Our Fantastic S&C course covers basic principles, application to rehab and an amazing athlete case study from a leading S&C coach
Here is a great slide to refresh your knowledge of ACL structural anatomy.
Its important to remember that alongside the structural support it provides, the ACL also has an important sensory function. High concentrations of mechanoreceptors at the insertion of the ACL provide the CNS with vital input on knee position and movement (proprioception)
Efferent feedback has an important role in regulating muscle activity and more recent research has highlighted the neurosensory element of feeling of instability when traditionally we just thing along mechanical lines.
The media recently speculated about the discovery of a new ligament which could be the answer to curing knee injury and pain. The 'new' Anterolateral Ligament (ALL) was actually described as early as 1879 by French Surgeon Segond and prior to the advent of arthroscopic procedures, surgeons would use lateral extra articular tenodesis techniques to address rotatory knee instability.
Check out more recent research by Alan Getgood and his team on the reduction of hamstring graft failure in young high risk patients with the addition of a lateral tenodesis here https://journals.sagepub.com/doi/10.1177/0363546519896333
Its essential to get rehab ticking along as early as possible after any surgery but post ACL reconstruction keeping the knee quiet whilst regaining extension range and early quads activation is imperative to good long term outcomes.
Here are some great exercises to get you started
Check out this taster video from our strength and conditioning course. A fantastic case study insight from Alan Murdoch S&C coach for Bath Rugby
Unfortunately when rehabilitating patients we often lose them to budget/session/insurance limitations before we can get to end stage rehab. If you are lucky enough to work at a sports club or can see patients right the way through their rehab these are some great drills for getting their speed back up to peak levels.
Patients can sometimes be fearful that their wound may open post surgery so its nice to be aware of the skilled work that goes in stitching multiple layers prior to gluing the superficial layer. Patients find it very reassuring to hear and it can give them the confidence they need to push their range post op.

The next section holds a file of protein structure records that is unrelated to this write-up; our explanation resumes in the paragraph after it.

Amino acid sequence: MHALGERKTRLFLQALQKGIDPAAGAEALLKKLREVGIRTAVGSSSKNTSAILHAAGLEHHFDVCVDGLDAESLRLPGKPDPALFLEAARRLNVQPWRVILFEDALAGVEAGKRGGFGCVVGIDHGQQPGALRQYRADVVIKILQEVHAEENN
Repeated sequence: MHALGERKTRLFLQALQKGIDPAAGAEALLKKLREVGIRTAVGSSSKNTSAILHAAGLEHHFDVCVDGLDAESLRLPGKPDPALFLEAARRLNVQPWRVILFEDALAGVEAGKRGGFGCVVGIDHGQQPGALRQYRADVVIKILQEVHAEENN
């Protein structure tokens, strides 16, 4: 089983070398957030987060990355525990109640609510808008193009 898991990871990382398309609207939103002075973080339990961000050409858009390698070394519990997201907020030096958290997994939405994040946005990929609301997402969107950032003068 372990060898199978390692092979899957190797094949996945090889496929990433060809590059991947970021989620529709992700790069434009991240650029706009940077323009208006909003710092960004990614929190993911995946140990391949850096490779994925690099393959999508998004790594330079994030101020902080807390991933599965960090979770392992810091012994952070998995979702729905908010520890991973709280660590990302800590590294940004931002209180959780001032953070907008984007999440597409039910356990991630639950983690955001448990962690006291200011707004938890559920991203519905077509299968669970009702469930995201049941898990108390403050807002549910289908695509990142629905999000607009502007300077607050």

Research points to general lower limb strength and conditioning to reduce injury risk and improve performance. Here are some nice progressions starting with double leg squats them progressing through split and single leg variations with load.
Dynamic valgus is often cited as a risk factor for ACL injury and this appears to be true for some groups but not all.....
There is no general consensus on which exercises we should use for rotator cuff pain. Here is a nice loading progression which can be used pre and post operatively to increase load tolerance through the cuff
This fantastic prevention programme not only reduces ACL injury risk but also all lower limb injuries and also improves performance. We have speeded it up so one of our tutors doesn't feel embarrassed by his lack of speed
Here is a simple MET you can use as a treatment techniques to increase neck mobility and you can also teach a patient to carry out themselves.
With Gyms reopening and some relatively quiet here are some great mid to late stage equipment based exercises to try with your patients
Some great research is going on in the field of tendinopathies at the moment with graded loading being hailed as the an essential part of management process. This can be done with minimal equipment as demonstrated in the video below. You can substitute the barbell with a weighted rucksack to ensure adequate late stage loading.
Post ACL injury/reconstruction research has shown alterations in muscle activation and knee mechanics. Early post op we find patients bias weight bearing through the contralateral limb and as time passes weight bearing becomes more symmetrical but hip musculature is relied upon over the quads. Check out this video outlining these movement patterns and strategies to improve quads recruitment.
Unloader or Offloader braces can be used to relieve the pain of Unicompartmental knee OA.
This trial of 149 patients found improved outcomes with use of the brace comparative to a placebo brace.
So these braces can be very effective and non invasive assistance for those struggling despite rehab. They are however expensive and some patients find them difficult to tolerate due to discomfort.
More info on our extensive Knee OA Course with full narrated surgery for no copers, patient case studies and rehab videos.
Here we are flicking through sections from a shoulder arthrogram. Can you spot the injury? MRI arthrograms are often utilised by clinicians to attempt to get a clearer picture of the integrity of the glenoid labrum.
Full case study and the resulting surgical repair and rehabilitation are depicted in detail in our Rotator Cuff Injury Course.
One of many prevention programmes but one of our favourites as it can be performed in just 15-30 minutes with minimal equipment. Research has shown that the Fifa 11+ programme can not only reduce ACL injury up to 50% but also improves speed, jump height and reduces risk of other lower limb injuries. Set up your cones at 5 metre intervals and away you go! This video shows the warm up. Parts 2 and 3 and a whole lot more resources on ACL prevention can be found in our ACL course